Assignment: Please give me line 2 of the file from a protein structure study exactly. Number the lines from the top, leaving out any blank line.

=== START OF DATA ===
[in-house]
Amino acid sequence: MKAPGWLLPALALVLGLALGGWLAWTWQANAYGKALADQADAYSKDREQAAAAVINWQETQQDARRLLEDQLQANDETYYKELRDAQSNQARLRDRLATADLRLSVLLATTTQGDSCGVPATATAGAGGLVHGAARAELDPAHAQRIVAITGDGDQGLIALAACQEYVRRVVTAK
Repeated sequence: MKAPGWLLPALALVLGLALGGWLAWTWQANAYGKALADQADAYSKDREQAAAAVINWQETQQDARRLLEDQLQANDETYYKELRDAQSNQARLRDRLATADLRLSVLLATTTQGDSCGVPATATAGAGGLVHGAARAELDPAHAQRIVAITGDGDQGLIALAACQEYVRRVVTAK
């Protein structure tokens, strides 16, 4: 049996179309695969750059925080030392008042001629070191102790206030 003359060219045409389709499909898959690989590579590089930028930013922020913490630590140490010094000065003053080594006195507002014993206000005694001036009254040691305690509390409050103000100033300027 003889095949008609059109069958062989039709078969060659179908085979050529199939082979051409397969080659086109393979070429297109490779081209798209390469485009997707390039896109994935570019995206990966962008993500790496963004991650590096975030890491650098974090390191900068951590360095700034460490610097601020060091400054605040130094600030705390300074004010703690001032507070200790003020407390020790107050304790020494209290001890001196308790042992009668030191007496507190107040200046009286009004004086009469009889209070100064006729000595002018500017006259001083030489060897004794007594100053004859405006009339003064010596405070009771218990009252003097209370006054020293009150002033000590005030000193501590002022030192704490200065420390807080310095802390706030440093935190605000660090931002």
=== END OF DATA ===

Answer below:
Amino acid sequence: MKAPGWLLPALALVLGLALGGWLAWTWQANAYGKALADQADAYSKDREQAAAAVINWQETQQDARRLLEDQLQANDETYYKELRDAQSNQARLRDRLATADLRLSVLLATTTQGDSCGVPATATAGAGGLVHGAARAELDPAHAQRIVAITGDGDQGLIALAACQEYVRRVVTAK